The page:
Additionally, there is overwhelming evidence that the information was used to perpetrate a fraud on Citizens Bank. The jury was entitled to credit Inspector Busch's testimony concerning the innerworkings of bank fraud schemes to conclude that Defendant passed the information to someone else in the scheme. Shortly after Defendant accessed the first three accounts, someone other than the account holder checked the balance to ensure that the account was still active and that sufficient funds existed to cover the amount of the false checks to be cashed against them. Then, check runners cashed several false checks against those accounts, resulting in payouts of thousands of dollars. Thus, the jury could infer that Defendant accessed these accounts because she was involved in a scheme to defraud the bank and that she passed the account information along to other members of the scheme to further that objective. This makes her unauthorized access a crime - aiding and abetting bank fraud and aggravated identity theft.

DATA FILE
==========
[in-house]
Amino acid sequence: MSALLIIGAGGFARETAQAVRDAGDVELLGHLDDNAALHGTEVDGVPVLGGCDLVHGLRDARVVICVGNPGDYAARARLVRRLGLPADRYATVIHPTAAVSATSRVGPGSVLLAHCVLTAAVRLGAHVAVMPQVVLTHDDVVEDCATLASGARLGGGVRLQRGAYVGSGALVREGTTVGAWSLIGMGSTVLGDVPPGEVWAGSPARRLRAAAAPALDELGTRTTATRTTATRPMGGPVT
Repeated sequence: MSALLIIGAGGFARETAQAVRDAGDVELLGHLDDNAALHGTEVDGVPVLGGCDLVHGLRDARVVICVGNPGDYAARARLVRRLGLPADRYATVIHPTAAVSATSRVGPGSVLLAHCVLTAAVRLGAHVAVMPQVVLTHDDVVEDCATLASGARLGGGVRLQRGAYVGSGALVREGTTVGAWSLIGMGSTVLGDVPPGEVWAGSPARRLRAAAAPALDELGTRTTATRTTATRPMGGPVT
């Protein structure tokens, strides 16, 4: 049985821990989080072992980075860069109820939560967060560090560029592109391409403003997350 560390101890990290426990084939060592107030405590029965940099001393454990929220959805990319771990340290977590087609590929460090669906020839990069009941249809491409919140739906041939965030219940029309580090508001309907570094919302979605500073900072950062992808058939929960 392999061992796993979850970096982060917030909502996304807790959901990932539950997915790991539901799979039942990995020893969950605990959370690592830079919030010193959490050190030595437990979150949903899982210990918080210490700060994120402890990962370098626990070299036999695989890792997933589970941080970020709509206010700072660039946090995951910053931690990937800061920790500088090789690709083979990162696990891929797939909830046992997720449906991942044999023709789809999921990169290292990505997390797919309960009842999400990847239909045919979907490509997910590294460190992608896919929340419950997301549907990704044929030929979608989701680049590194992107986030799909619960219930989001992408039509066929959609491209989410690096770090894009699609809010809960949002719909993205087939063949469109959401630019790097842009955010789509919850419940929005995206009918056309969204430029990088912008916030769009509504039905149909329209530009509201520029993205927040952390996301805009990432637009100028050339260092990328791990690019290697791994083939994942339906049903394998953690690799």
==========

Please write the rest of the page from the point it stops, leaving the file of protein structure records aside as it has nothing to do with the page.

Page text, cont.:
Defendant also complains that the Government did not establish that the accessed information was recorded or possessed by Defendant. The Government need not establish that the information accessed from the Citizens Bank system was "recorded" or "possessed" but merely that:
(1) it was "obtained," for purposes of sustaining Defendant's § 1030 conviction; (2) that it was "knowingly transfer[red], possesse[d], or use[d], without lawful authority" during the commission of bank fraud, for purposes of sustaining Defendant's convictions for aggravated identity theft or aiding and abetting; and (3) that Defendant accessed this information in furtherance of a scheme to defraud Citizens Bank, for purposes of sustaining her bank fraud conviction. As discussed above, the Government proved its case beyond a reasonable doubt and thus this Court will not grant Defendant's motion for judgment of acquittal.
B. Defendant is not Entitled to a New Trial
Defendant asserts that she is entitled to a new trial because the Government focused on "the defendant's lack of a[n] explanation or evidence" to prove its case, thereby "violat[ing] the defendant's constitutional right to remain silent and unconstitutionally shift[ing] the burden of proof upon defendant." (Def.'s Mem. at 5.) Defendant does not identify any particular statement made by the Prosecutor nor does she cite any law in support of her argument.